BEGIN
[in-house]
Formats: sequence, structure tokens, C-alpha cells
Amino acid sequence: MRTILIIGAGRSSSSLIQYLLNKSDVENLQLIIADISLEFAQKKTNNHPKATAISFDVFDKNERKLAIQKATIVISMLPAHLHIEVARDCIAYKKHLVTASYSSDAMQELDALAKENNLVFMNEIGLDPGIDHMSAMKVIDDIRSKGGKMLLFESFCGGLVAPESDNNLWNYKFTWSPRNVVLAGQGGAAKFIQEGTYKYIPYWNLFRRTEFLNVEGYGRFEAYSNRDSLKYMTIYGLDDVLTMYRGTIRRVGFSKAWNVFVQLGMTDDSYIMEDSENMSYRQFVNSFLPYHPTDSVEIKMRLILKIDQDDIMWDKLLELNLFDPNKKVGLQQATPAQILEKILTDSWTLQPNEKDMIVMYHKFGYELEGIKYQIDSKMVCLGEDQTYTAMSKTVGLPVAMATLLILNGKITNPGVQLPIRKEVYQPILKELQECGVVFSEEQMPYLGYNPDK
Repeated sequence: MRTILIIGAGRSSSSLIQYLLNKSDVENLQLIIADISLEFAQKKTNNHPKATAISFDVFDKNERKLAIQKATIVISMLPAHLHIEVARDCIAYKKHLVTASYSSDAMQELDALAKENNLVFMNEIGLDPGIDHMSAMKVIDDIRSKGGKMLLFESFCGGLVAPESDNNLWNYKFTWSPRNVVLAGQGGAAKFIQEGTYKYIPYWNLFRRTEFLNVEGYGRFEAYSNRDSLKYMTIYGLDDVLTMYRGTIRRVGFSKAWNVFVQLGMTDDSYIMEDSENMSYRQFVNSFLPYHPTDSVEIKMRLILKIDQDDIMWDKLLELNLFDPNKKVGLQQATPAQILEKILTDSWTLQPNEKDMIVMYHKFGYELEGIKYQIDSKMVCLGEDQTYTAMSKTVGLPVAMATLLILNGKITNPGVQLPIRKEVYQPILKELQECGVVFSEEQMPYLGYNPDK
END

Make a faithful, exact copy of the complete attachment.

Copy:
[in-house]
Formats: sequence, structure tokens, C-alpha cells
Amino acid sequence: MRTILIIGAGRSSSSLIQYLLNKSDVENLQLIIADISLEFAQKKTNNHPKATAISFDVFDKNERKLAIQKATIVISMLPAHLHIEVARDCIAYKKHLVTASYSSDAMQELDALAKENNLVFMNEIGLDPGIDHMSAMKVIDDIRSKGGKMLLFESFCGGLVAPESDNNLWNYKFTWSPRNVVLAGQGGAAKFIQEGTYKYIPYWNLFRRTEFLNVEGYGRFEAYSNRDSLKYMTIYGLDDVLTMYRGTIRRVGFSKAWNVFVQLGMTDDSYIMEDSENMSYRQFVNSFLPYHPTDSVEIKMRLILKIDQDDIMWDKLLELNLFDPNKKVGLQQATPAQILEKILTDSWTLQPNEKDMIVMYHKFGYELEGIKYQIDSKMVCLGEDQTYTAMSKTVGLPVAMATLLILNGKITNPGVQLPIRKEVYQPILKELQECGVVFSEEQMPYLGYNPDK
Repeated sequence: MRTILIIGAGRSSSSLIQYLLNKSDVENLQLIIADISLEFAQKKTNNHPKATAISFDVFDKNERKLAIQKATIVISMLPAHLHIEVARDCIAYKKHLVTASYSSDAMQELDALAKENNLVFMNEIGLDPGIDHMSAMKVIDDIRSKGGKMLLFESFCGGLVAPESDNNLWNYKFTWSPRNVVLAGQGGAAKFIQEGTYKYIPYWNLFRRTEFLNVEGYGRFEAYSNRDSLKYMTIYGLDDVLTMYRGTIRRVGFSKAWNVFVQLGMTDDSYIMEDSENMSYRQFVNSFLPYHPTDSVEIKMRLILKIDQDDIMWDKLLELNLFDPNKKVGLQQATPAQILEKILTDSWTLQPNEKDMIVMYHKFGYELEGIKYQIDSKMVCLGEDQTYTAMSKTVGLPVAMATLLILNGKITNPGVQLPIRKEVYQPILKELQECGVVFSEEQMPYLGYNPDK